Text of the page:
Holyrood's standards committee has called for Michael Matheson to be suspended for 27 days over his £11,000 iPad expenses scandal.

The cross-party group of MSPs also called for his salary to be withdrawn for 54 days, a financial penalty roughly equivalent to the size of the ex-health secretary's data roaming bill. 

It is one of the harshest sanctions ever meted out by the committee.

There was some disagreement over the length of the suspension with the two SNP MSPs on the five-member panel saying it was too long.

Parliament will now vote on whether to approve the recommendations.

READ MORE: Michael Matheson breached MSP's code of conduct

Opposition parties have called on Mr Matheson to stand down as MSP and trigger a by-election.

Had he been suspended for more than ten days at Westminster it would have automatically triggered a recall petition which would have given his constituents the power to oust him.

However, there is no such mechanism at Holyrood.

The MSP first came under scrutiny last November when the Daily Telegraph uncovered a £10,935.74 data roaming bill.

He initially agreed to pay £3,000 from his taxpayer-funded expenses, with the Scottish Parliament picking up the rest.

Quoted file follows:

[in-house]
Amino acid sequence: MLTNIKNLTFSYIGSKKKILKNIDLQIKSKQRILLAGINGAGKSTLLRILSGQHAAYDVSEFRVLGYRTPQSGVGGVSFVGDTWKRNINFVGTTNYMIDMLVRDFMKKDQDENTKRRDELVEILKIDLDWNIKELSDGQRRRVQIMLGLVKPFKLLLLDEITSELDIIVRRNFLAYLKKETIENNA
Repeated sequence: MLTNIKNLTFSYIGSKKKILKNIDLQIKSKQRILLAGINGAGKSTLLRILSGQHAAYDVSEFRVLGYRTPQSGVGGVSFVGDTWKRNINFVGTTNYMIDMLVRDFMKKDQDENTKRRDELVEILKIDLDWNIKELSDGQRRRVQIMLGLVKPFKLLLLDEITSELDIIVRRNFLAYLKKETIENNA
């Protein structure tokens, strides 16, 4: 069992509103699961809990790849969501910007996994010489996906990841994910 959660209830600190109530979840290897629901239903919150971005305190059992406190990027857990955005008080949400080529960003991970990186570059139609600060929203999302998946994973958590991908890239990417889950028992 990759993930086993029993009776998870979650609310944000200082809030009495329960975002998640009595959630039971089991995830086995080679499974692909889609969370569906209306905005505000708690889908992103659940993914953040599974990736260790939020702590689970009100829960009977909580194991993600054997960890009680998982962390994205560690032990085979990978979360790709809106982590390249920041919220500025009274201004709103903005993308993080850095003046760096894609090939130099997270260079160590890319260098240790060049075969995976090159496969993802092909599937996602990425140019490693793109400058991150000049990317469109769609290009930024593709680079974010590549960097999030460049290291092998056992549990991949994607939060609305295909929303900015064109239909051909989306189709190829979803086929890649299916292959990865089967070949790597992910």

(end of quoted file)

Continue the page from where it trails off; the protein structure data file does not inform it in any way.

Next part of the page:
However, days later, after journalists and MSPs queried the charge, he agreed to pay the full amount from his own pocket.

The Herald:

At first, he claimed the bill was the result of parliamentary work while on a family holiday in Morrocco and a misunderstanding with a new sim card.

He then told MSPs in an emotional statement on November 16 that he had discovered his sons had been watching football during the family trip.

He said he had been told by his wife on November 9 that the teenagers had used his parliamentary device as a wifi hotspot.

READ MORE: Matheson a 'decent person who made a mistake' insists Yousaf

However, on November 13, when asked directly if there was "any personal use" of the device during the family holiday, he told reporters: "No”